School of Rock for Tokyo Teens
A lot of schools in Tokyo (be they international or Japanese) have good music programs. Many have extra curricular orchestra, brass, string and even modern ensembles to give students a chance to play, improve and express themselves. But are they really what the kids want? How many times have your kids taken up an instrument, only for their enthusiasm to quickly fade away?
A few stops from Shibuya on the Denentoshi line and two minutes from Toritsu Daigaku Station is Live Jam Music School, the mission is of which is “to provide an education vehicle through music for teenagers that will foster creative inspiration and cross-cultural communication.”
Founder Ken Takagi, himself the father of two teenagers, founded Live Jam with the view of giving his sons a place to practice and perform away from the school setting, in a relaxed and fun atmosphere.
Ken studied music himself, but instead chose a career in finance, spending 20 years outside of Japan. While in the United States he came accross many “school of rock” institutions, and realized that not only his sons, but all of the students here in Japan could benefit from this kind of school. And just like that, Live Jam was born.
Most students start off at the school taking one-on-one lessons, but as they get more confident and get to know the other students, they are encouraged to start up their own band. The school also organizes concerts every three to four months to give the students and their bands a goal to work towards: a chance to perform publicly.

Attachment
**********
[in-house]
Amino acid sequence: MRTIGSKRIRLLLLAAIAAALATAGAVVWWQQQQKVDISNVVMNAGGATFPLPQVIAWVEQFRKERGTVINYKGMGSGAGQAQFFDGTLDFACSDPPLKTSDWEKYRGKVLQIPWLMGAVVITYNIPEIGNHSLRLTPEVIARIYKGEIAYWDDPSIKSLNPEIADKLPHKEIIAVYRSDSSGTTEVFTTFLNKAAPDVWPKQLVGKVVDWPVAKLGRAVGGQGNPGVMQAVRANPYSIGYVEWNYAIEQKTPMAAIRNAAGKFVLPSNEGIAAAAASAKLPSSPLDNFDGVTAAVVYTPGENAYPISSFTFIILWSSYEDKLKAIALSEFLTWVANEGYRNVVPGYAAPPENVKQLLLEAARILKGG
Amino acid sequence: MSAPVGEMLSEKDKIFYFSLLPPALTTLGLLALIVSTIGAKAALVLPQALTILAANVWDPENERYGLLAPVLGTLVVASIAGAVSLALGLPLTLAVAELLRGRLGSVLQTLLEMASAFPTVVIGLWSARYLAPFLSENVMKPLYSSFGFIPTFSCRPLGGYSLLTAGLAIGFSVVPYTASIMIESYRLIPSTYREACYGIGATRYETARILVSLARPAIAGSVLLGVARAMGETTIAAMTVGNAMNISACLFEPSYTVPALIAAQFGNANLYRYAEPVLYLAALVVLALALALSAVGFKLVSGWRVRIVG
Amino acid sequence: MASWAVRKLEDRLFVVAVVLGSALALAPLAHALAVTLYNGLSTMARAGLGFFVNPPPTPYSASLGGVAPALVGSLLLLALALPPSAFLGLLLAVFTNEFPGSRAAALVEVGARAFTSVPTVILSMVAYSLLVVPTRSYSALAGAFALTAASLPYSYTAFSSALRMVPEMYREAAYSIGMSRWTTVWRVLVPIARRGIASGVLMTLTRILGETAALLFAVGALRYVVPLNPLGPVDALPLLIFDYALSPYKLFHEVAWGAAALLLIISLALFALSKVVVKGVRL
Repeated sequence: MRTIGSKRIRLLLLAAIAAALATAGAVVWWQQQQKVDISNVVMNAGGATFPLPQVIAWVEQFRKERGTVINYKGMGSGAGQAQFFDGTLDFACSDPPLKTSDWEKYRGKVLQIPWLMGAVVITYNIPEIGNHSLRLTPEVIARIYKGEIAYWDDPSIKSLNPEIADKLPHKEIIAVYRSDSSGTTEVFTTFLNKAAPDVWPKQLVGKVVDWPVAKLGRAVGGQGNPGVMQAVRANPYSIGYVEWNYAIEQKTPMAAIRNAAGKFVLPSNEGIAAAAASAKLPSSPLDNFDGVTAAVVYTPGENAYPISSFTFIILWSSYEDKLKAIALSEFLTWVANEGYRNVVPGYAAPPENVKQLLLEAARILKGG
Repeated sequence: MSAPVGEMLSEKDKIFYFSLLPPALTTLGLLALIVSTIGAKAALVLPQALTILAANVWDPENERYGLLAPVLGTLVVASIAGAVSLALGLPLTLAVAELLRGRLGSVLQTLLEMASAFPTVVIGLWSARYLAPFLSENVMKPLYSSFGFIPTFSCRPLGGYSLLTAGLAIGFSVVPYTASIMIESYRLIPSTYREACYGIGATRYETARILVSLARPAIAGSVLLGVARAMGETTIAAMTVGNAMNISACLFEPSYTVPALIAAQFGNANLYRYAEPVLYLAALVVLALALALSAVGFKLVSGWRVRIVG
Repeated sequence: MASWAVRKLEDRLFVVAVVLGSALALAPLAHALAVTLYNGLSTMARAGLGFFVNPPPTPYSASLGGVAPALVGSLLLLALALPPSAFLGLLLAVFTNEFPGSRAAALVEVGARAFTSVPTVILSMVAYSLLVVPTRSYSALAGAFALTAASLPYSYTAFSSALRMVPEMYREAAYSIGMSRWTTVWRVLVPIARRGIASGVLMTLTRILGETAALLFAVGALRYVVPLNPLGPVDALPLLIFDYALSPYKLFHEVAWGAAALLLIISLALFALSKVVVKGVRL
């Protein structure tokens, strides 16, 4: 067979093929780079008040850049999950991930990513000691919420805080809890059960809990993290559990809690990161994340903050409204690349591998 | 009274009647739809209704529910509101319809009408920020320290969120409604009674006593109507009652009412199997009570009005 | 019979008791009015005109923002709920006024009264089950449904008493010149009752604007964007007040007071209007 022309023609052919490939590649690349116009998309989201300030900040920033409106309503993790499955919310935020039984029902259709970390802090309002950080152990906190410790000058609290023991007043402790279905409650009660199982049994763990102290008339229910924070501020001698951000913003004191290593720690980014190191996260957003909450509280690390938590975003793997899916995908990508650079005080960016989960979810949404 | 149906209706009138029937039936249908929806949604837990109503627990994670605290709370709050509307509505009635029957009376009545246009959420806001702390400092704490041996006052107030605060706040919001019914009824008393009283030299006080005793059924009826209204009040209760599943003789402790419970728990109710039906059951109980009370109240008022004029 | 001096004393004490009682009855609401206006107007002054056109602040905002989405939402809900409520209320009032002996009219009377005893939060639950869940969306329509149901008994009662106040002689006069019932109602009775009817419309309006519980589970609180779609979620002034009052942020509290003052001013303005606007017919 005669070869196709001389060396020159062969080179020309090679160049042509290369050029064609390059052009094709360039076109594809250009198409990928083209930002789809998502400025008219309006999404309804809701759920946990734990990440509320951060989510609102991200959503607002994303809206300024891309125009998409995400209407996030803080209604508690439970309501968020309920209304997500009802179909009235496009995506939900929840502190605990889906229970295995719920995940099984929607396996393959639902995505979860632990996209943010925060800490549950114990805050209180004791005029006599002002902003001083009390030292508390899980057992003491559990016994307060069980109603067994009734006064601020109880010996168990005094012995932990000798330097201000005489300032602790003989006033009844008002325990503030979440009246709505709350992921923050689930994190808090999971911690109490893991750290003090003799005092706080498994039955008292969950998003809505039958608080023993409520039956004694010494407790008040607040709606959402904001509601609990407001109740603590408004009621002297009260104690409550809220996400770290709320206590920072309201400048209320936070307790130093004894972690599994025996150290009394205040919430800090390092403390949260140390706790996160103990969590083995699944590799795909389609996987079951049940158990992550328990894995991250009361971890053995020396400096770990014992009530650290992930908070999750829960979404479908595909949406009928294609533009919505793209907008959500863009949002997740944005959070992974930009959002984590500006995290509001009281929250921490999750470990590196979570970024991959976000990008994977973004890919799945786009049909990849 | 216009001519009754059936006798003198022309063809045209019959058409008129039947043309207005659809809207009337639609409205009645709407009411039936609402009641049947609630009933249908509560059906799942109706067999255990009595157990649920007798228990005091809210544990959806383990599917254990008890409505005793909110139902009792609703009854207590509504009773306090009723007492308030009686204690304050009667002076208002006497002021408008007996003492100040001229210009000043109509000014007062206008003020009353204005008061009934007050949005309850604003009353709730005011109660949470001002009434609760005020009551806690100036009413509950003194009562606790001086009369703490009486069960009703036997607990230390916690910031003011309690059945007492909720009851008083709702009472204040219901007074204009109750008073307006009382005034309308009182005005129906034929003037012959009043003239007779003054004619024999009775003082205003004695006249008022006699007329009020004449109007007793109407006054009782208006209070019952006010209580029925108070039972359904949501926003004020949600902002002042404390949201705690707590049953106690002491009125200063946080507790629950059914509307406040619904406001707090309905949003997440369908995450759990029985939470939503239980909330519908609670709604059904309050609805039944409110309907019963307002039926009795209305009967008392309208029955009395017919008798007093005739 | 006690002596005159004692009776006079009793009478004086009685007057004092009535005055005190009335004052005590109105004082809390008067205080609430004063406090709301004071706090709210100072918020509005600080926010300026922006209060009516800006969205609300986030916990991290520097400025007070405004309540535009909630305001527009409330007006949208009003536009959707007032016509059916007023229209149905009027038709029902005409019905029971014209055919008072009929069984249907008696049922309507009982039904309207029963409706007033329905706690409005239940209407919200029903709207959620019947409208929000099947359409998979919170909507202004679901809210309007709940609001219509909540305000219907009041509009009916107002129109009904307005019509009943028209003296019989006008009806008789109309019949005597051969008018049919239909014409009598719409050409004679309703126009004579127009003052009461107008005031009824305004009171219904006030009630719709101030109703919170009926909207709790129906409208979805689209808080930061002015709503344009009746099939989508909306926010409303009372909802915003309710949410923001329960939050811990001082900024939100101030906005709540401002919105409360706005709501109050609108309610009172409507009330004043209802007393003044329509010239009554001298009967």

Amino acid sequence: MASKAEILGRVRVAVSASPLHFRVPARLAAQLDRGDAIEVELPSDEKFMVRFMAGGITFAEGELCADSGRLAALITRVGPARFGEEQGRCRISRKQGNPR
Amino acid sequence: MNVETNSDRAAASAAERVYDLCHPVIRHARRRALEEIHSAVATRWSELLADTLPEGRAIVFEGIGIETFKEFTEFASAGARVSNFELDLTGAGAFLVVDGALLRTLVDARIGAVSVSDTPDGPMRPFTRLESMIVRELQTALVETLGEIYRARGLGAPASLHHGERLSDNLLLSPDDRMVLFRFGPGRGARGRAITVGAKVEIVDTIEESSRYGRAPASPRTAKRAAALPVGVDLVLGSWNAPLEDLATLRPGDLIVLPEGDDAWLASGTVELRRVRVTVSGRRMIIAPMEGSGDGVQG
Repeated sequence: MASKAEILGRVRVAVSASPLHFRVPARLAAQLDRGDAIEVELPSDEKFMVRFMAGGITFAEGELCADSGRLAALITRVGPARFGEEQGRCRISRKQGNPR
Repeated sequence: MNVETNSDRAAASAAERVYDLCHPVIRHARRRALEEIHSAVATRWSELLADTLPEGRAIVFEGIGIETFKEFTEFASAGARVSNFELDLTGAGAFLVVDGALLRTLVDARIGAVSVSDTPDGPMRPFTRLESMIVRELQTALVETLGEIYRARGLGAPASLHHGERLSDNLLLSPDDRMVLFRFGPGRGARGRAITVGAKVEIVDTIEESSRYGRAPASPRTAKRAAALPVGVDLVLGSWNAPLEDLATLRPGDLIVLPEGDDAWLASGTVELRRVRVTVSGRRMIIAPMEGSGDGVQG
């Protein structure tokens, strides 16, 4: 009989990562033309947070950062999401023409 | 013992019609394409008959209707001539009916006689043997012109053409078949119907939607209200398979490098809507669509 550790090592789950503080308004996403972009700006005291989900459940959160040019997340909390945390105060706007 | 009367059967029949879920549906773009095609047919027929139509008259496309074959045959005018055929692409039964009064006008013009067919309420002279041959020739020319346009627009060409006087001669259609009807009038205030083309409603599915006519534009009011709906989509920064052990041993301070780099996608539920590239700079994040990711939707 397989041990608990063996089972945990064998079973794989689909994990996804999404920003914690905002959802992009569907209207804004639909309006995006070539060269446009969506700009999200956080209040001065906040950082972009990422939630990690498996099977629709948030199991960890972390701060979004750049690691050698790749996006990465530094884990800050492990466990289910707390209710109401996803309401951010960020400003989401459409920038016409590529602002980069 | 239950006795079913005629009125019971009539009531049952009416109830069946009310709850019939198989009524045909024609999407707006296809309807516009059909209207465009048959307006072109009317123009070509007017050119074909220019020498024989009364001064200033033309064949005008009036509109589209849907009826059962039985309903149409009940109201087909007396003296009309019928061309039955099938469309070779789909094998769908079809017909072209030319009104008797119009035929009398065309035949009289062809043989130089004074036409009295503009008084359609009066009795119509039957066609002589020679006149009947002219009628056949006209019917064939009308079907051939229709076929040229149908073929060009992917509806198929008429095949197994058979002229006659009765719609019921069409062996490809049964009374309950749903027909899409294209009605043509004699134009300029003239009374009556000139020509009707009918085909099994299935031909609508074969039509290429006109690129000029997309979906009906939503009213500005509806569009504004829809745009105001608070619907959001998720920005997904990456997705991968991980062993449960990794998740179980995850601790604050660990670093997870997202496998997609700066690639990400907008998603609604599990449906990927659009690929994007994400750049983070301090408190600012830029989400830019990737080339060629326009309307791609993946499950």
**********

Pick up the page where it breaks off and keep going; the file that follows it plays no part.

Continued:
“This has been the real key to success. The concerts (Jam Outs) are real, the students can experience what it feels like to practice and work on their music, and the reward of giving a great show,” Ken said.
The teachers at the school are not only great musicians in their own right, but have also been specially selected, as Ken says, “because of their potential to become what we view as good ‘big brothers’ and ‘big sisters,’ even good mentors for the students.”
But the school doesn’t just stop with the kids. “We also commit to transparent communication with the parents, and hope that we may even play a small part in facilitating the ‘parent-teenager gap’ where we can,” Ken said.
Rates at the school vary based on length and intensity of the lessons. Trial lessons are available, and kids who don’t need lessons can go and practice or use all the facilities anytime with their band for as little as ¥8,000 per month.
Address: 2-12-2 Nakane, Meguro-ku, Tokyo
Open: Daily, 10 a.m.-7 p.m.